I think the government was reluctant to go into lockdown because it realised getting going again would not be trivial. While we have to proceed carefully the damage from carrying on as we are is far greater than the risk from covid. Daily covid deaths have fallen to roughly the typical number of deaths on the roads for example.
    So we need to speed up normalisation. Yes we may have to rein back later but we might not have to and we need to find out how far we can go. Waiting literally kills people, because of covid but not of it.

    Pollution and climate change needs proper long term solutions, not ‘let’s stay at home and pretend we can continue to provide the same quality of life for everyone’. The poorest will suffer the most.

    It’s a good job the nurses, shop workers, police and ambulance services didn’t raise as many concerns as the teachers or go into hiding like the GPs…..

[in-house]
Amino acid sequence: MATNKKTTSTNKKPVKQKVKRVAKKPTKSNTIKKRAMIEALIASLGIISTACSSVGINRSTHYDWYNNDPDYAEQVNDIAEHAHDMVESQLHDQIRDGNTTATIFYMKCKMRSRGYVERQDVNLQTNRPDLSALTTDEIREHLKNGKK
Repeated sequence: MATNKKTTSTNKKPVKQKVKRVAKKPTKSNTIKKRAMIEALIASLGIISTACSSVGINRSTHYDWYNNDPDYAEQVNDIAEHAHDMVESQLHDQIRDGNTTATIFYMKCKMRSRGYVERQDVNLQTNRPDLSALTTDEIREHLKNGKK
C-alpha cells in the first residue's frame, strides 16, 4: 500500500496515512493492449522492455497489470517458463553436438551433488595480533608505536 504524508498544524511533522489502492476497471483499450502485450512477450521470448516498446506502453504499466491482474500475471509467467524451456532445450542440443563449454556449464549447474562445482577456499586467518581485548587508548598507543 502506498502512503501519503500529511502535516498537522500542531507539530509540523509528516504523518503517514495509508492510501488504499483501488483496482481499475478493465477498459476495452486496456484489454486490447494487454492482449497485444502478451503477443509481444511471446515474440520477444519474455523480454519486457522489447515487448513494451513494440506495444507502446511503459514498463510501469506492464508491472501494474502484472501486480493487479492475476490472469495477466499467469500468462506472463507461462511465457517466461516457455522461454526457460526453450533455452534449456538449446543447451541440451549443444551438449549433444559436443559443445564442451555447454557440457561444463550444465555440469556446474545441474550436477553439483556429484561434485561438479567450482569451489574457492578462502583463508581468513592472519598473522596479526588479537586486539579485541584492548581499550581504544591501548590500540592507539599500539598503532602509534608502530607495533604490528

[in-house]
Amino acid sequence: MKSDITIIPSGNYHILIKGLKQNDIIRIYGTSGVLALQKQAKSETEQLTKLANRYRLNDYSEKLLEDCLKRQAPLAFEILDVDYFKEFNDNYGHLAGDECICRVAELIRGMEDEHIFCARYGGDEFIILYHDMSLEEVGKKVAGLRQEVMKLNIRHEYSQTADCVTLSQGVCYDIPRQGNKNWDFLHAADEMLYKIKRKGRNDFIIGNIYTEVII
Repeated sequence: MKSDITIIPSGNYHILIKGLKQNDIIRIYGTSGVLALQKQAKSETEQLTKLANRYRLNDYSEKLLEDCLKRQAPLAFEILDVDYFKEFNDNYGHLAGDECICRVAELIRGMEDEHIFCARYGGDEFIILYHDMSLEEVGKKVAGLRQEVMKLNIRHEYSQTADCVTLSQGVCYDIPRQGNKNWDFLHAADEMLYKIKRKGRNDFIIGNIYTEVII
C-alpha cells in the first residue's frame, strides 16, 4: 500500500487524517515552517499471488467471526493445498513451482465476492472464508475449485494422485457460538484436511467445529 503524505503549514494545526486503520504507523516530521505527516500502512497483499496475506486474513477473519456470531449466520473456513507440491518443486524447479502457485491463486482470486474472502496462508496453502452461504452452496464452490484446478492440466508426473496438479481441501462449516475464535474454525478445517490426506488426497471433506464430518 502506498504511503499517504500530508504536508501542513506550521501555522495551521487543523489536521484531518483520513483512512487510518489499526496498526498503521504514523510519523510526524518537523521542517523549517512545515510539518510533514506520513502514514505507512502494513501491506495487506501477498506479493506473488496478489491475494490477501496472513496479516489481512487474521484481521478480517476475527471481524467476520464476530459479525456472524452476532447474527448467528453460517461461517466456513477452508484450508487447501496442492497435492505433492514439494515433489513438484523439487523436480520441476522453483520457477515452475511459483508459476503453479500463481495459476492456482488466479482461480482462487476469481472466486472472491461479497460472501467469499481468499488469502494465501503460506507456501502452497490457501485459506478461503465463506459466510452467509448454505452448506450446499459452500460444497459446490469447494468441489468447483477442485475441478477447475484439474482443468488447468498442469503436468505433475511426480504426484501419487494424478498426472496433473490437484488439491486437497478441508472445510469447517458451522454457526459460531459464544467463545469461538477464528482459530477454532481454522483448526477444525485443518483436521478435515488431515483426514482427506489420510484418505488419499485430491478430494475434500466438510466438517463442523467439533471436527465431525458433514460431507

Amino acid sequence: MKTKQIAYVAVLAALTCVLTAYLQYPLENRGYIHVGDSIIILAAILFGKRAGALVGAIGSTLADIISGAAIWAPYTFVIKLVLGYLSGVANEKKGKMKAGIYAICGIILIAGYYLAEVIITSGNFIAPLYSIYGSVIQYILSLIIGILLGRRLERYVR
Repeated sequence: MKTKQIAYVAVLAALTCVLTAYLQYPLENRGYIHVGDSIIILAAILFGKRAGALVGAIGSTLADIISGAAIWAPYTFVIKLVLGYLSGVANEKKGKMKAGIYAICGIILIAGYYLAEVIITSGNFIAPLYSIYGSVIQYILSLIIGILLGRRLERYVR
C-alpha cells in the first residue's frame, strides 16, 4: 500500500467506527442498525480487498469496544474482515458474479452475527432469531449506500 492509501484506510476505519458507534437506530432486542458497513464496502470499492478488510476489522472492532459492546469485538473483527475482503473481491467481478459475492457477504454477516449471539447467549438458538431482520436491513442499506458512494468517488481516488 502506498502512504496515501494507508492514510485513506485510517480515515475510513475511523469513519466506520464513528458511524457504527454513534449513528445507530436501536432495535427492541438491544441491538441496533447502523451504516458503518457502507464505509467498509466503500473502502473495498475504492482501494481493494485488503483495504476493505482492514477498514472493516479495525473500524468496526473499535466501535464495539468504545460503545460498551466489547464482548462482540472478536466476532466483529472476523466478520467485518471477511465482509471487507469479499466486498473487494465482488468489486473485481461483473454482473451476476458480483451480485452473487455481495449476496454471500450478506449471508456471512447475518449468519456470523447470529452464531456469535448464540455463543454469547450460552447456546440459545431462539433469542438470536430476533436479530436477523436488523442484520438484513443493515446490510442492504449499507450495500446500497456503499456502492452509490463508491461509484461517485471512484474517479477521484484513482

• It’s my job to call out conspiracy theorists not to be one Phil:-) Knowing from the inside how politics works I am still firmly of the view that the Tory Party does what its donors expect of it and those involved in property are nearly always Tory backers.

      • Phil Holden says:

        OK, I respect that, but you have sidestepped the question of what is best for the people overall, in particular many of the poorest. It is possible that the needs of the poorest and the wants of some Tory donors might actually correspond on this issue.
        Actually the government can only cajole to get businesses back into the office, it has no power. I guess these mysterious donors might be lobbying for the civil service to get back to work, to set an example. In which case I agree with them.
        And on the broader issue we have seen that the need of the Tory party to satisfy ‘red wall’ constituencies may not correspond with the wants of large donors or wishes of traditional party supporters. Jenrick’s planning reforms, intended to make Boris a builder and no doubt supported by big donors, are likely to run into opposition from the shires. So I think you overstate the influence of donors